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© Financial Times

This article is provided to FT.com readers by Debtwire—the most informed news service available for financial professionals in fixed income markets across the world. www.debtwire.com

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In mid-May, Capella Healthcare’s senior management team was having one-on-one meetings with high yield investors in New York to pitch them a new USD 500m senior unsecured bond. Then, German Chancellor Angela Merkel announced a ban on naked short-selling and within days Capella was caught up in the global shock waves.

“We were busy on the road show and had no idea [what was happening in Germany],” Capella’s CFO Denise Warren told Debtwire. “The meetings we had with investors and banks were phenomenal.” The road show shifted to Boston, but Warren started to sense more investor apprehension by 20 May during the West Coast portion of the road show in Los Angeles.

The subsequent volatility clipped the hospital operator’s planned deal and others like it, as fund managers pushed for higher spreads to compensate for the broader market risk. Syndication bankers advised clients to take a momentary breathe but moderate deal flow will likely resume this month, said multiple bankers, analysts and investors.

Brentwood, Tennessee-based Capella has company in its new-deal limbo as Regal Entertainment, Jones Apparel, Penske Automotive, Americold Realty Trust and Allegiant Travel all recently postponed bond sales. Some companies pressed by near-term refinancing needs have tested the market, but corporates with longer term maturities continue to hold back and watch aftermarket performance of recent deals for signs of improvement.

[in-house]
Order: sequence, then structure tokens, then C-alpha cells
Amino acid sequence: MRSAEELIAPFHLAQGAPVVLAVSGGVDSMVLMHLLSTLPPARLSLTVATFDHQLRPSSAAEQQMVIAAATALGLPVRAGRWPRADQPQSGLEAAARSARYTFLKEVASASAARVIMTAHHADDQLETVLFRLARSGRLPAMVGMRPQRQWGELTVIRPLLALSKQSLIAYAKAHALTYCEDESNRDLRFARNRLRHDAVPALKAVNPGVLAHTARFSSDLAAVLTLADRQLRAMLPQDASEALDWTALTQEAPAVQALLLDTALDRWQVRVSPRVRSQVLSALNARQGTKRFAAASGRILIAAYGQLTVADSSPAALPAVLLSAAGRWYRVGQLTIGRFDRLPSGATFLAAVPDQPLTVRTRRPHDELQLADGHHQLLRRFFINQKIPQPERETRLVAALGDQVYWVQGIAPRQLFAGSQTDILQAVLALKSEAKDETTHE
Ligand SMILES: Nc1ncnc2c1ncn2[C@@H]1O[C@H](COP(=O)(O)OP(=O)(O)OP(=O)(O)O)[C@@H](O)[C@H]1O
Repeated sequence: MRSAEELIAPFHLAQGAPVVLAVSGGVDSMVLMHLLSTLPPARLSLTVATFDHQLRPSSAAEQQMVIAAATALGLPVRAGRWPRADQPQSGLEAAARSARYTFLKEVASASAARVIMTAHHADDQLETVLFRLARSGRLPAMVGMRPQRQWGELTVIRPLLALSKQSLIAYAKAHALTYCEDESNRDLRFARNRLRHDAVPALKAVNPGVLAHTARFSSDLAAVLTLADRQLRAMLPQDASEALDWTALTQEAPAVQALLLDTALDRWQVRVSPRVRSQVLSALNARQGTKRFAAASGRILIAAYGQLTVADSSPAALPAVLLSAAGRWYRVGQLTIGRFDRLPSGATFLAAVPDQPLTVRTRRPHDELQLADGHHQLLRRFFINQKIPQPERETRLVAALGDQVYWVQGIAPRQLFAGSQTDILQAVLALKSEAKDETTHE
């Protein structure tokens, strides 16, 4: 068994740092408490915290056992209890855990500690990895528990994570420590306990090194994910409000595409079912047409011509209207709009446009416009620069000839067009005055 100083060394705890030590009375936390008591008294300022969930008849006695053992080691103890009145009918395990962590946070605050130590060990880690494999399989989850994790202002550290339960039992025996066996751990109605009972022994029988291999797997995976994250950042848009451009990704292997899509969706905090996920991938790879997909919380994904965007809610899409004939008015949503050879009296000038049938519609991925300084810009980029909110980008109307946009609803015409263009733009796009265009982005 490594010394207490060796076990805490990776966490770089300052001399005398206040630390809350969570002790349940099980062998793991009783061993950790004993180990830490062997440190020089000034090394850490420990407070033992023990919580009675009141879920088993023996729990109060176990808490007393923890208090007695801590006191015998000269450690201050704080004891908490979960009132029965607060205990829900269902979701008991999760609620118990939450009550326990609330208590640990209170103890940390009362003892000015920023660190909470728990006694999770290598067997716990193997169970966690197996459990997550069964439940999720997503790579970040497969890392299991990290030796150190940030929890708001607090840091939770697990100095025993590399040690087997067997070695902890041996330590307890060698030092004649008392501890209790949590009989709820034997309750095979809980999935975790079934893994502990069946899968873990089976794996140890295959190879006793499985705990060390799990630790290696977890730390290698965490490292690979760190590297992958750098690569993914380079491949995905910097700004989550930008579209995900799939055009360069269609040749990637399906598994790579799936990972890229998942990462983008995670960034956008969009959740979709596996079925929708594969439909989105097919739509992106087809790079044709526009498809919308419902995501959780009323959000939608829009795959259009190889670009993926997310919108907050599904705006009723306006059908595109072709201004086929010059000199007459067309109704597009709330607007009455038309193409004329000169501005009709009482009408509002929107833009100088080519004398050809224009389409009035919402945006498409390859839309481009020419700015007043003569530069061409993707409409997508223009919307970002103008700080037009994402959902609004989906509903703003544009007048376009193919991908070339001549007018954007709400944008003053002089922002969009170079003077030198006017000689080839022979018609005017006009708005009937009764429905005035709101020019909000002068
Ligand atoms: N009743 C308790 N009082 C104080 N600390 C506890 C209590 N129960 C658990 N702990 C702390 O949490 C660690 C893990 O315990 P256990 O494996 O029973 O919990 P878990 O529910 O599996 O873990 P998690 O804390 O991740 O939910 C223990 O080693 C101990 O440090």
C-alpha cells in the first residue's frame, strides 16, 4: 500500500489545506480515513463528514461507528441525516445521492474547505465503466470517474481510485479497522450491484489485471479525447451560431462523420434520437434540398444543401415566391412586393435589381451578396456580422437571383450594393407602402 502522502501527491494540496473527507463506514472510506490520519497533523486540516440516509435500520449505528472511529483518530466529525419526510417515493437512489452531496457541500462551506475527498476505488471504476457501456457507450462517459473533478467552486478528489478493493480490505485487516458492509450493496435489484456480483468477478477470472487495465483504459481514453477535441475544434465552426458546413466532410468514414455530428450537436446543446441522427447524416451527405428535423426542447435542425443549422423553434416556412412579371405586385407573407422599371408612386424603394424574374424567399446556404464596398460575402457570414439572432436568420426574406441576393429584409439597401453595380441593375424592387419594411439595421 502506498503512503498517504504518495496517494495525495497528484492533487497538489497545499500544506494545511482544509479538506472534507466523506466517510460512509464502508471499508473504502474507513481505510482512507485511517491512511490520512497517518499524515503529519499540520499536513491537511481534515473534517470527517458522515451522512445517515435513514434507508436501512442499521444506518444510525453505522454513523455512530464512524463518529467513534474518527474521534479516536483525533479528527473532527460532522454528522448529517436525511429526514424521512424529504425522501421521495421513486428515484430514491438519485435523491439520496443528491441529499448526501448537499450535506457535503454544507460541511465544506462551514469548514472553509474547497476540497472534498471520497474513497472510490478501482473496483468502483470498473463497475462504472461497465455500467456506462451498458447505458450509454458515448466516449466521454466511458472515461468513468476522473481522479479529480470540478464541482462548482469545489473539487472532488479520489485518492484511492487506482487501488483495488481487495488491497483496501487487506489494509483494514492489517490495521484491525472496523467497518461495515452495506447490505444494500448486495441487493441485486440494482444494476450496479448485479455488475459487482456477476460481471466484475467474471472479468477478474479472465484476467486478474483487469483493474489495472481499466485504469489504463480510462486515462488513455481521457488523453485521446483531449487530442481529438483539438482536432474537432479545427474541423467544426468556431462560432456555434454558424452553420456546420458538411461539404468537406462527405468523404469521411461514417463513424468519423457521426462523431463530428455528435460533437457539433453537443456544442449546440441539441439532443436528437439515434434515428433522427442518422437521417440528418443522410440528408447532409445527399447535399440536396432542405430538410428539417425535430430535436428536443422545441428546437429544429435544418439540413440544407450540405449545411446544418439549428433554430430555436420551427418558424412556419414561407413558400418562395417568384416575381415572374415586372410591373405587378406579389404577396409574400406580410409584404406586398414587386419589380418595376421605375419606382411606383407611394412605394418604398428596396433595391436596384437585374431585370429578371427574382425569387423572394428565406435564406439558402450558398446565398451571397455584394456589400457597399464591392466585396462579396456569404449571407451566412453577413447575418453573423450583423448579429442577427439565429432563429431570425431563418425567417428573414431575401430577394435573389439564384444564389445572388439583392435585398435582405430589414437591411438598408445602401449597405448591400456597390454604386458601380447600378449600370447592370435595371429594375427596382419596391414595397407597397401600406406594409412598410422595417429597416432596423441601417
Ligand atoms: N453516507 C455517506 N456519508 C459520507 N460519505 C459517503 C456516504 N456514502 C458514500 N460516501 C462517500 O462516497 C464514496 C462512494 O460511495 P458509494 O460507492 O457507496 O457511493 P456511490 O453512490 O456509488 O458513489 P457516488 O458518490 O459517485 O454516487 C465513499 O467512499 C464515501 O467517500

So far, the evidence hasn’t been encouraging. Twelve of the roughly 23 companies that issued USD 500m or more of high-yield bonds during the past six weeks were still trading below issue price as of 7 June.

Investors also pulled out USD 5.1bn from high-yield funds in May, according to EPFR Global, a research firm in Massachusetts that tracks fund flows. That’s larger than the USD 4.62bn of cash that exited high yield mutual funds in October 2008 following the Lehman’s collapse.

“The tone changed,” Warren said of her recent marketing effort. “There was really no bid and ask, no bonds trading and it was difficult to determine a price at which Cappella would enter the market,” Warren continued. Nevertheless, the CFO said she thinks it will be weeks not months until the market for new high yield issues stabilizes, in the absence of an exogenous event.

More value in the secondary?

The recent selloff has also created some interesting opportunities for investors. Sabur Moini, who manages USD 1.5bn of high yield bonds at Payden & Rygel’s, says he took the opportunity to add to positions in higher rated names like Cablevision (Ba3/BB) and Chesapeake Energy (Ba3/BB) when they traded down to attractive levels.

CableVision’s 7.875% notes due February 2018 traded off to the 99-100 range from 106 in early May, before trading back up to 102.5 last week. Chesapeake’s 9.5% notes due 2015 slumped to 105-106 in mid May from 109.5 during the first week of May, before trending back up to 109-110.